“The Wizard of Oz has great music and amazing chemistry among its cast. It’s a perfect storm, no pun intended,” William Stillman, co-author of the new book The Road to Oz exclusively told Closer Weekly — in the magazine’s latest issue, on newsstands now — of the cinematic masterpiece. What fans might not know, he hinted, are behind-the-scenes trials and tribulations that went on during the making of the 1939 classic. 

Stillman and his writing partner, Jay Scarfone, cover all the backstage drama, starting with the fact that Judy Garland almost lost the part of Dorothy to Shirley Temple, who much more closely resembled the character L. Frank Baum described in his 1900 kids’ novel. When Shirley’s studio refused to let her out of her contract to star in the MGM vehicle, Judy secured the role, despite being older than Dorothy was originally written to be. 

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Then the 16-year-old had to have her breasts bound to appear younger, and a small piece of foam rubber was used to cover an imperfect gap on the bridge of her nose. Judy was then encouraged to binge diet because the camera made her 4’11” frame look pudgy, but Baum’s daughter Florence helped the young actress cheat. “We had become friends,” Florence once recalled, “and Judy would have me — her hopeless slave — go to the commissary at noon and order a double portion of mashed potatoes and gravy and sneak it to her on set.”

As this was going on, the young actress’ energy level had to be kept up to maximize the limited time she was legally allowed to film scenes. Barbiturates were the studio’s answer. “We’re not talking about street drugs,” Stillman noted, “but prescription medications that were, at that time, like vitamins. There was gross negligence,” he added, alluding to Judy’s lifelong pill abuse and deadly overdose in 1969.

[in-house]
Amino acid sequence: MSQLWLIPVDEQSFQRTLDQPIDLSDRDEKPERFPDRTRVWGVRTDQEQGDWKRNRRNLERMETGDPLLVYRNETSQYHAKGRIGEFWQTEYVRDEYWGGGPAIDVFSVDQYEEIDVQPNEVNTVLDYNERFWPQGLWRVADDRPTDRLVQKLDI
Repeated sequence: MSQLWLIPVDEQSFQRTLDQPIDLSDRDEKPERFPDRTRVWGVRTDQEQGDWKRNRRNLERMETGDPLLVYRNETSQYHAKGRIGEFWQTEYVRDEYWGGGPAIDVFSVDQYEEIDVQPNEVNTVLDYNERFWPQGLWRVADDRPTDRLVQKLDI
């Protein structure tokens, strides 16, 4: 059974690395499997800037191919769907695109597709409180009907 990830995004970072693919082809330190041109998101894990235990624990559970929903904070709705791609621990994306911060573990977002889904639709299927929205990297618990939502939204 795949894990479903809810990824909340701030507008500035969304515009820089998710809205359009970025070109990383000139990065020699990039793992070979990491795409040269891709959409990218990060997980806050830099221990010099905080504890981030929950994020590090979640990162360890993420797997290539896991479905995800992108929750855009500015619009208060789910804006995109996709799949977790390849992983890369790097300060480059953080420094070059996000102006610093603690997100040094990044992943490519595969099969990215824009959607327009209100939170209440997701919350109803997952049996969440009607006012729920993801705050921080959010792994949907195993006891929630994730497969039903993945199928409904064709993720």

Other dangers plagued the set, including a fire in one scene that scorched the hands and face of Wicked Witch of the West actress Margaret Hamilton. Falling sparks from a light during a different scene nearly burned young Judy, but Ray Bolger, who played the Scarecrow, shielded her. The straw in his costume caught fire, however, and he needed to be hosed down with a fire extinguisher. 

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Still, nothing can dampen the joy the film has brought to millions. In 1958, Judy even happily sang along to the soundtrack while in the hospital as she watched the film’s second airing on TV. Her husband Sid Luft is quoted in the book, recalling how she phoned home to their young children, Lorna Luft and Joey Luft, to reassure them that “Mommy was OK and the witch didn’t really get her.”

The musical’s charms, it seems, were irresistible to Judy in spite of the woes it once caused her. As the Road to Oz‘s authors write, “Above all, it has heart — and that’s something about which even the Tin Man wouldn’t quibble.”

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